Wed, 1 Aug 2018
In modern day agriculture, nitrogen (N) fertilizers are almost a necessity to aid plants in reaching their full potential for growth, however issues and challenges are currently found when practicing this technique.
This article focuses on the types of nitrogen fertilizers, on the ways N is lost and on the different methods this chemical element is managed by farmers.
N is of great importance for agriculture since it forms a major part of a plant’s structure and it is essential for the growth of chlorophyll, a chemical substance used in plants to absorb sunlight and provide energy for all the biological and chemical reactions happening within. Nitrogen, one of the primary plant nutrients, is absorbed by plants in the form of nitrates (NO3-), mostly because nitrates are highly soluble in water, which allows plants to easily absorb the mineral.
Nitrogen fertilizers became very popular after the invention of the Haber-Bosch process. Nowadays, over half the food produced across the globe requires nitrogen fertilizers, according to ‘Crop Nutrition, Mosaic’. Therefore, the efficient use of nitrogen is not only important to prevent contamination of groundwater but also to maximise yields.
Nitrogen fertilizers are split into two kinds: ammonium fertilizers and manure-based fertilizers. Ammonium fertilizers can be applied directly onto plants, whereas manure-based fertilizers need to be mixed with upper soil layers as they volatize more easily if applied directly. If N were to stay in ammonium form, there would be no loss as they can attach to the soil and remain immobile, however nitrification is a natural process that causes ammonium to convert into nitrate, which is good for plant absorption, but also means the nitrogen can be easily washed out of the soil by leaching.
Other ways that nitrogen loss can occur is through denitrification and volatilization. In order to choose the correct N management method, it is essential to understand the soil type, as each type endures loses differently.
Denitrification is when nitrates are converted into nitrogen (N2) compounds, which cannot be absorbed by plants. This process occurs in fine-textured or highly saturated soil, with high temperatures. Volatilization is when the ammonium converts into nitrogen gas and is lost to the atmosphere; this usually occurs in manure-based fertilizers, as mentioned above, and in very moist and warm soils when the fertilizers are applied on the surface rather than mixed in the soil.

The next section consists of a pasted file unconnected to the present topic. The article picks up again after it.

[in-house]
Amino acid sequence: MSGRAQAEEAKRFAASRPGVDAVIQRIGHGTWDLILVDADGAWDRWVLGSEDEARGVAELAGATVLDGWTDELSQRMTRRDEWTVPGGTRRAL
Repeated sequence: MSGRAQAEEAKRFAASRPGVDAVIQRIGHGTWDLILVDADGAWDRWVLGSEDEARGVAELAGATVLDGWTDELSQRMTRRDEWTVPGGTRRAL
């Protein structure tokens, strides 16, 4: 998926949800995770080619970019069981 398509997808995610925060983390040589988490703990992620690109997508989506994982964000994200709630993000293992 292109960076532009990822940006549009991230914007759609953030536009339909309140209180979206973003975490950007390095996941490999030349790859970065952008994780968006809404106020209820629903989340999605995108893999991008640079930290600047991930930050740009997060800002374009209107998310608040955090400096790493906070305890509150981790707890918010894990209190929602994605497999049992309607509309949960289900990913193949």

One of the first steps in nitrogen management is to ensure that farmers use natural nitrogen found in manure from livestock. By storing the manure produced by livestock and applying it to the soil at the appropriate time, saves the expenses from purchasing nitrogen off farm.
Moreover, it is important to know the requirements of the crop before applying fertilizers since too much can lead to run off and too little will not have any effect on the plants.
To prevent leaching, fertilizers must not be applied near the surface or on sloping land as this leads to run off. Application rates must also be low enough and manure must be mixed into the soil almost immediately after applying. Buffer strips can be used to filter nitrates before entering surface water.
Furthermore, ensuring that soil temperatures are below 10 degrees Celsius prevents denitrification and volatilization. Nitrification inhibitors can also be used to slow down the nitrification process, allowing N to stay in ammonium form long enough to prevent leaching and to give plants enough time to absorb the required nitrogen.
In summary, the practice of efficient nitrogen management is key to avoid eutrophication and reduce costs for the farmer as well as being environmentally-friendly, and to do this, a thorough knowledge of the soil type and the crop requirement is necessary.
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